Abstract 16: Variability in Treated Versus Untreated Out-of-Hospital Cardiac Arrest Episodes Across the Resuscitation Outcomes Consortium
Emergency medical service (EMS) protocols, patient presentation, and provider judgment may influence whether resuscitation is initiated for patients with out-of-hospital cardiac arrest (OHCA). Variability in the proportion of OHCA patients who receive resuscitation attempts could distort comparative analyses. We aimed to determine whether the proportion of OHCA cases having resuscitation attempted varied between study sites within the Resuscitation Outcomes Consortium (ROC). We also explored the relationship between the proportion of patients that were treated and the reported survival by ROC site. This was a retrospective study using the ROC Epistry database. We considered all non-traumatic cardiac arrests from 1/1/2006 to 12/31/2010 for inclusion. We excluded cases from EMS agencies that did not participate in the ROC PRIMED trial and from time periods with incomplete case capture. The proportion of patients who had resuscitation initiated by EMS personnel was the primary outcome. We used Chi-square to test the hypothesis that proportions were equal across all 10 study sites. Correlation between the primary outcome and survival in the treated group was assessed. There were 82,152 eligible EMS-assessed cardiac arrest episodes of which 55.4% had resuscitation initiated. This proportion varied by ROC study site with a range of 35.2% to 70.5% (p < 0.001). Survival by site ranged from 5.1% to 17.0%. There was no strong correlation between proportion treated and survival among the treated patients (r=0.28) (Figure). We conclude that the proportion of patients with OHCA who receive treatment varies markedly across sites in the ROC. The proportion of patients treated within a site and the survival amongst the treated are not strongly correlated. These results suggest that a standardized approach to initiating or withholding resuscitation does not exist and this variability deserves consideration when comparing data from different EMS regions or systems.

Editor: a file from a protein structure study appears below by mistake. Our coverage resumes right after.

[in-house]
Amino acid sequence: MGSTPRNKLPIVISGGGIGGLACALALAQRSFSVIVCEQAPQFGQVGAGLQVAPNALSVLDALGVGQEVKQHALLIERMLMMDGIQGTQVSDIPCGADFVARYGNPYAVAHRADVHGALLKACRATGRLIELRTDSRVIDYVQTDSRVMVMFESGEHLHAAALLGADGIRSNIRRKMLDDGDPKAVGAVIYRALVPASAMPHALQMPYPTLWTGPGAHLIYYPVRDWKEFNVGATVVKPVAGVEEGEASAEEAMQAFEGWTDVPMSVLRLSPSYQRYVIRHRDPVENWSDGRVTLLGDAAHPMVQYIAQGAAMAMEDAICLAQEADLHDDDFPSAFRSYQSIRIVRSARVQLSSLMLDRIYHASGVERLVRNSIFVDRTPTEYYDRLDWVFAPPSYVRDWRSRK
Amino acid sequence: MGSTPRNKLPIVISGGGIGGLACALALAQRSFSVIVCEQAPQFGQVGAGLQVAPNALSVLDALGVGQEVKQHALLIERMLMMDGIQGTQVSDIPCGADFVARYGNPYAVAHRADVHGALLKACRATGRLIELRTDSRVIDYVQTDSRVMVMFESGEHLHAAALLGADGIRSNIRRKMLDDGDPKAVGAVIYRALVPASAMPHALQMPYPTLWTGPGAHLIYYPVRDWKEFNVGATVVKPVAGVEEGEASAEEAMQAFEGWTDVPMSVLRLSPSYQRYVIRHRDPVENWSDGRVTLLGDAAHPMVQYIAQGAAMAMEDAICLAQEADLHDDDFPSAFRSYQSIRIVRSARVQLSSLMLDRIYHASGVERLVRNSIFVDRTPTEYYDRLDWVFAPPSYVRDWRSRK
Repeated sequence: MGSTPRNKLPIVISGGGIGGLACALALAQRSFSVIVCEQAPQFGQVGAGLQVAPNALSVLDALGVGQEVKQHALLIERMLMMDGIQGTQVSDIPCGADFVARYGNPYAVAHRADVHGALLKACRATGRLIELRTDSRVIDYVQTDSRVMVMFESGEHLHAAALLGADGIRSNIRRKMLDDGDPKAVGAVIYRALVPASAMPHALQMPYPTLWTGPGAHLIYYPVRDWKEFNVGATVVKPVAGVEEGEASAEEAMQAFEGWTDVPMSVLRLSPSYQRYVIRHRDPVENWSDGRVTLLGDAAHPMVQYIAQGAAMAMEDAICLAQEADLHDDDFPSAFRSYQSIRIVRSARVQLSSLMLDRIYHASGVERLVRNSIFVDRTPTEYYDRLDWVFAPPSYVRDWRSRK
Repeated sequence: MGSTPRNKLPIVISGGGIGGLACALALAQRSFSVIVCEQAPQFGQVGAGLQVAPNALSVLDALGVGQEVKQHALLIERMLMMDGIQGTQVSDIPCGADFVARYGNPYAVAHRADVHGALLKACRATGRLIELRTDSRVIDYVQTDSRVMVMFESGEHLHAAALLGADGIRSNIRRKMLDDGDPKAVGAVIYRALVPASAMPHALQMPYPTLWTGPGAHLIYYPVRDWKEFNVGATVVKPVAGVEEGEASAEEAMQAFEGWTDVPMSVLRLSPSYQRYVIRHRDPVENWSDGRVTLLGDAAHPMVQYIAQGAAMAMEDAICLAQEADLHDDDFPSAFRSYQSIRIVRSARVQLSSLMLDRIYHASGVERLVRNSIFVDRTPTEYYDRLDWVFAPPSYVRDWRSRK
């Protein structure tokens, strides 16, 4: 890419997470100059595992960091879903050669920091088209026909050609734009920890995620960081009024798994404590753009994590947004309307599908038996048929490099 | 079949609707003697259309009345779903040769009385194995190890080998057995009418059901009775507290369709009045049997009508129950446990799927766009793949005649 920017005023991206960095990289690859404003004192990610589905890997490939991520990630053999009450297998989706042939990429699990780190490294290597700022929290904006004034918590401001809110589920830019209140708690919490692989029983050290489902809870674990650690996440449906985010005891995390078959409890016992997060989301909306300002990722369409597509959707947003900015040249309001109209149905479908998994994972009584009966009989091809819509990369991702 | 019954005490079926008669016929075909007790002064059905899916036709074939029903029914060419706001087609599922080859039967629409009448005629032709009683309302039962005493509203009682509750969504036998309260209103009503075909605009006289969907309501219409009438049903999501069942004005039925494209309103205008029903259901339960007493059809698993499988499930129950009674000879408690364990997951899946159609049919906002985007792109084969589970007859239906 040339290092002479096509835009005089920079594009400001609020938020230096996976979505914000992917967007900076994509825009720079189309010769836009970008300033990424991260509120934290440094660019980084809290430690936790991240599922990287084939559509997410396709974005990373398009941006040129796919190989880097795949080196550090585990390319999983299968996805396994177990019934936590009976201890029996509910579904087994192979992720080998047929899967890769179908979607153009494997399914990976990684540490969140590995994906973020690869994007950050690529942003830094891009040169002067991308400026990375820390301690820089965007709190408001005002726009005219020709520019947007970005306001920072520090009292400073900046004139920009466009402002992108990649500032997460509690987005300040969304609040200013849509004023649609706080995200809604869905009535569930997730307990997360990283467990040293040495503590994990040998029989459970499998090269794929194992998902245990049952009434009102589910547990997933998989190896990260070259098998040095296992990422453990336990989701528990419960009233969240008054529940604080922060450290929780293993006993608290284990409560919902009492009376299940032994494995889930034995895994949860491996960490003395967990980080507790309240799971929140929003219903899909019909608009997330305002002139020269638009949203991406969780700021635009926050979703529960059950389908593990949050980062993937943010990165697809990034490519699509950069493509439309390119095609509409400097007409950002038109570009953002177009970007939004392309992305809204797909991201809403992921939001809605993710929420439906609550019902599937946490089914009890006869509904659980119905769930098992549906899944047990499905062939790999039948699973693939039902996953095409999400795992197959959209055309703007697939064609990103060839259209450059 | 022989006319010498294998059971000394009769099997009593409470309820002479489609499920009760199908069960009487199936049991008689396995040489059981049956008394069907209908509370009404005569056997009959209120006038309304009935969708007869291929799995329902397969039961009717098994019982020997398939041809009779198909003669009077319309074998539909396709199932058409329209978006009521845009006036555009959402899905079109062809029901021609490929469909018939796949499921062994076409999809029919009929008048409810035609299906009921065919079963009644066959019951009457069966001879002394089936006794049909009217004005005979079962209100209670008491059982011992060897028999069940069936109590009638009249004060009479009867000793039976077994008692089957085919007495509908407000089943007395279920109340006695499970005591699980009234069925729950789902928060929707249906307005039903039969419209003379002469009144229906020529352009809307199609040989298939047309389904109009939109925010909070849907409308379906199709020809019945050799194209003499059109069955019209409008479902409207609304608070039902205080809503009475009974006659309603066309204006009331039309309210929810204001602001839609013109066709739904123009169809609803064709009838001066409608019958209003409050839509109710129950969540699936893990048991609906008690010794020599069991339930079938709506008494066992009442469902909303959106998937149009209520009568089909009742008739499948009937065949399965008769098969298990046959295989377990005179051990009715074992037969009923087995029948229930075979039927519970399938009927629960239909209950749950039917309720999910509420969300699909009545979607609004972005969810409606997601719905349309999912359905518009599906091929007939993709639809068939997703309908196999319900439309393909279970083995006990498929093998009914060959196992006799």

Author Disclosures: S.C. Brooks: Expert Witness; Significant; Expert Witness for the Defence in a case of AED non-use during OHCA. R.H. Schmicker: None. S. Cheskes: Speakers Bureau; Significant; Zoll Medical speaker’s honorarium for talks on CPR quality. J. Christenson: None. A. Craig: Employment; Significant; American Medical Response Vice President Clinical Operations. M. Daya: None. P.J. Kudenchuk: None. G. Nichol: Research Grant; Modest; NHLBI ROC Coordinating Centre Co-PI, FDA, Cardiac Science Corp, Heartsine Corp, Phillips Healthcare, Physio-Control, Zoll, Dynamic AED Registry, Velomedix. Other; Modest; Non-provisional patent for novel method of tracking medical devices using smartphone, and dynamic electronic database (assigned to University of Washington. D. Zive: None. L.J. Morrison: Research Grant; Significant; Heart and Stroke Foundation of Canada, NIH, CIHR, Laerdal Foundation.
This research has received full or partial funding support from the American Heart Association.
- © 2014 by American Heart Association, Inc.